by John Vick
It was an army of bishops. It was an army. It was a religion. It was terror on Earth and terror after unrepentant departure. It was a cavalcade of irrationalities played out as monochrome duty — scrap the artists — scrap the journalists — scrap the trade biographers. But no one spoke until the sieve clogged with rape — felonious and torts a gogo — the kind one pursues like an unwilling ascent of K2, questionable even as to status, painful as to personal likeability.
Sales skyrocket on water from Lourdes, and the grotto’s river of disbelief runs strong in response to futures’ investments. Nothing like mad men to take over the immersion of that which was created at the time of hurling rocks and sun worship. Production was cut out of the picture. There was still no need for words. Creation. Production. Immersion. And the exclusion of all reflective, recording, and resonant. The way of give me that and I’ll take one of those things I don’t need resounds in a Socialist’s yurt, as Victoria Falls seems convenient for a spontaneous picnic.
He always said, “beatnik,” and didn’t venture into preferred nouns of kindness, progressiveness, and legitimacy. There was a way of going mad. There is a way of going mad. There will always be. And fortunes come like singing Waltzing Matilda, in grammar school; the feeling of internationalism. The feeling one might sing The Internationale while a child falls to sleep after stories of individual honor, team strength, independence and interdependence. No harm in vanilla anxiety, yet no need to feel wrong, either. It wasn’t meant to be painted on that hobby-horse or etched on the origami crane. Nothing lackluster, nor artistic self-distain.
John Vick was born in Mississippi. His family moved across the continent to Canada in the mid-60s, and when he was 11, he moved to Oklahoma with his parents and finished high school. Since then, Vick has lived in Texas, New Hampshire, Massachusetts, New York, and currently resides in Minneapolis, Minnesota. He served in the military for two years in the mid-80s. He’s placed poems in a variety of journals, and his chapbook Chaperons of a Lost Poet appeared from BlazeVOX in 2009.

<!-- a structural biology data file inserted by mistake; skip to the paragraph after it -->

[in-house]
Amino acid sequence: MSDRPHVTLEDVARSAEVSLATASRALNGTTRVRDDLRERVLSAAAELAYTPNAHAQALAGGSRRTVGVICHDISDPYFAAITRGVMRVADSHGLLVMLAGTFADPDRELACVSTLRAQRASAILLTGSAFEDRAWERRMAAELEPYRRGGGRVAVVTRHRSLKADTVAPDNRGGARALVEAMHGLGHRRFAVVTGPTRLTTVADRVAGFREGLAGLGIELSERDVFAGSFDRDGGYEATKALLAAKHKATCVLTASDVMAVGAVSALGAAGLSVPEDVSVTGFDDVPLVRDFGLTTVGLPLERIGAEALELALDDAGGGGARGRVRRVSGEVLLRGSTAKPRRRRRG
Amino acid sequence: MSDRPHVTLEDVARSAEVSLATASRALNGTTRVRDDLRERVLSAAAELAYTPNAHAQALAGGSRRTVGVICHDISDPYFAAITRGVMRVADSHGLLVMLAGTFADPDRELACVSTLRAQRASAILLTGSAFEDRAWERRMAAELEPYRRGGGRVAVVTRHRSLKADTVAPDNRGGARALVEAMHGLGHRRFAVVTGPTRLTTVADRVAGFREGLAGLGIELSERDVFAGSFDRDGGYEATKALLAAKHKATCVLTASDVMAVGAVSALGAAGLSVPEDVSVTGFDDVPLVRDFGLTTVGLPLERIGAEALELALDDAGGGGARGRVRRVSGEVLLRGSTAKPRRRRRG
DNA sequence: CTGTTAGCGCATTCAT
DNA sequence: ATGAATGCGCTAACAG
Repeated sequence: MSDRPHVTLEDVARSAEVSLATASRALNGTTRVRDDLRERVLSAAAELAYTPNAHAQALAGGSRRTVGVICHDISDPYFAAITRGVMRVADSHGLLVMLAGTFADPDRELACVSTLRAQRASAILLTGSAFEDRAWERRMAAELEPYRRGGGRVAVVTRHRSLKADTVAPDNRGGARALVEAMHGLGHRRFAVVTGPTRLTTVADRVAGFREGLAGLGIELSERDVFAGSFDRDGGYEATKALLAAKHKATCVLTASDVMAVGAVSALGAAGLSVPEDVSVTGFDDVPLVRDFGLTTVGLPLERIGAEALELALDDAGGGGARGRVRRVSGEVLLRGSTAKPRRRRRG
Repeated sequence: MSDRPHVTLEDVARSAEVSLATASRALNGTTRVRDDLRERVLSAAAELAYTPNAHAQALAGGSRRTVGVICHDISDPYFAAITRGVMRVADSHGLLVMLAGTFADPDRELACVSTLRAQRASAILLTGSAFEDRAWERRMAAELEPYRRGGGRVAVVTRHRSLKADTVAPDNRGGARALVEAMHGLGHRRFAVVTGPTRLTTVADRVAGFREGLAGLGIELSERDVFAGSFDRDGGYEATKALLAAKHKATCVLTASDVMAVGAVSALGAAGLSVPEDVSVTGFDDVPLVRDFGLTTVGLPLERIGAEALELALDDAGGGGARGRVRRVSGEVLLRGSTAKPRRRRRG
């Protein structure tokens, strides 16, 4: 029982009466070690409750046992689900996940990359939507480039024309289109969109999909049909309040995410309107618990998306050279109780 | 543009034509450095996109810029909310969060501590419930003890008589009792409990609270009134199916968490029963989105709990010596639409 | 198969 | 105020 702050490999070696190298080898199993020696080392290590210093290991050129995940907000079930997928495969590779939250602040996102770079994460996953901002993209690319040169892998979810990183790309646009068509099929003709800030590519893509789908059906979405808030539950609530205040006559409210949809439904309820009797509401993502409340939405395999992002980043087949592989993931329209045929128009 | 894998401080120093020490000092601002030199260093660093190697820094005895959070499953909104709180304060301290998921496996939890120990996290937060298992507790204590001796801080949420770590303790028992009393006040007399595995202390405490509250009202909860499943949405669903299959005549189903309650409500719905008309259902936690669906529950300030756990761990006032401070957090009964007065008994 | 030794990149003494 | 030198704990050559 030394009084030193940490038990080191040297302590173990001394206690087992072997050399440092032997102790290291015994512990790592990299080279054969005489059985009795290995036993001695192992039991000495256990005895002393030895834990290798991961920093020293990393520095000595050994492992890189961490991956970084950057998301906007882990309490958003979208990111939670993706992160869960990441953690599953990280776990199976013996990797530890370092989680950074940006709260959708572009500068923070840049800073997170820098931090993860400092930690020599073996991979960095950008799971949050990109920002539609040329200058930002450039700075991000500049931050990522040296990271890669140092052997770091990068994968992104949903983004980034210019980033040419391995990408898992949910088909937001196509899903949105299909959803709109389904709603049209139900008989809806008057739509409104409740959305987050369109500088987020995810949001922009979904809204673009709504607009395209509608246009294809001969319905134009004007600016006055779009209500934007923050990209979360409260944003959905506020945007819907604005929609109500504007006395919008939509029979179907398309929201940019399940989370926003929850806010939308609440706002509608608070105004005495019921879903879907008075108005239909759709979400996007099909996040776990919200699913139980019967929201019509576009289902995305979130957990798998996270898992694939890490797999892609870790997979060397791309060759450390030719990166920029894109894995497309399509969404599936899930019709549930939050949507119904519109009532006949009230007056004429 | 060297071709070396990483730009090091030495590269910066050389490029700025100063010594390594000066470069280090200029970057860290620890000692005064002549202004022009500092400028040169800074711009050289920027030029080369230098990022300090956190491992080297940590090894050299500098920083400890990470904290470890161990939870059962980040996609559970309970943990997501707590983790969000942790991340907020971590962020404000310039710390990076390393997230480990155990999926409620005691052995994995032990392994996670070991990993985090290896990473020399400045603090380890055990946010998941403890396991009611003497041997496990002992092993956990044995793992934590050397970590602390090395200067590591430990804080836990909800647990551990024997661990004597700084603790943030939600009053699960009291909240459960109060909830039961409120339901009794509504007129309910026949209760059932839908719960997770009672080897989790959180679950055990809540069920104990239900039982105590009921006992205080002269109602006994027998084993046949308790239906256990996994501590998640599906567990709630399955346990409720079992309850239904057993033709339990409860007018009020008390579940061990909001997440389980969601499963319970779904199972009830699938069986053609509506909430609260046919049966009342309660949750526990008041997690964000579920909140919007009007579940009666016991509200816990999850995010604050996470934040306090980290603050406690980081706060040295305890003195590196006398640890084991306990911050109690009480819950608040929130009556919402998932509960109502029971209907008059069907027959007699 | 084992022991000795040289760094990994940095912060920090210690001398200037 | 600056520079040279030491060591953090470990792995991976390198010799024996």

by John Vick
Both. And perhaps the others too, but more expert at ringing chimes and obtaining useless property than the ululation, the way one screams Eureka! at each new spring’s discovery of us, the interfering ones who claim transubstantiation. Where all olfactory and otherwise remain centered on texture and bouquet, the smaller people in the chapel remain suspect and therefore more intelligent than a full rack of lamb with rosemary and apple chutney on wedding day.
Either. Because nothing else matters than the idea of it, the kitsch you saw at Goodwill, brought home, cleaned with merriment. Or the handheld device, a setback to the ham radio presented at Christmas (c. 1971). Overhead a toy airplane buzzes and cuts through a common blue sky. It clips the wings of an irate crow and the crow is not a nice bird, no. As though one is chintzy with haircuts, yet expects everyone to look exquisite; a string of salons turning out bowl cuts to anxious teens who all want to look precisely insane.
Neither. Without knowledge of the poodle-skirt, the standard poodle, the poodle parlor, and the poodle princess — the way a leash can mean so much more than simple Pooper-Scooper activity — or casual sleeping felines en masse. There are too many smells of humanness on the public transport. Acceptance of same comes as folly, wherein you find yourself skank-stinky and need to get home cheap, folly where you are put in another’s position — only focused on talking the situation to death. Saying everything three times, over and over like Mother did, again and again. There. There is a flock of poodles with proud poodle owners marching down the street in poodle parade formation, as though a battle is to begin. A battle of froufrou against the odds. A turning point. An amassing.
John Vick was born in Mississippi. His family moved across the continent to Canada in the mid-60s, and when he was 11, he moved to Oklahoma with his parents and finished high school. Since then, Vick has lived in Texas, New Hampshire, Massachusetts, New York, and currently resides in Minneapolis, Minnesota. He served in the military for two years in the mid-80s. He’s placed poems in a variety of journals, including in the upcoming issue of phati’tude, and his chapbook Chaperons of a Lost Poet appeared from BlazeVOX in 2009.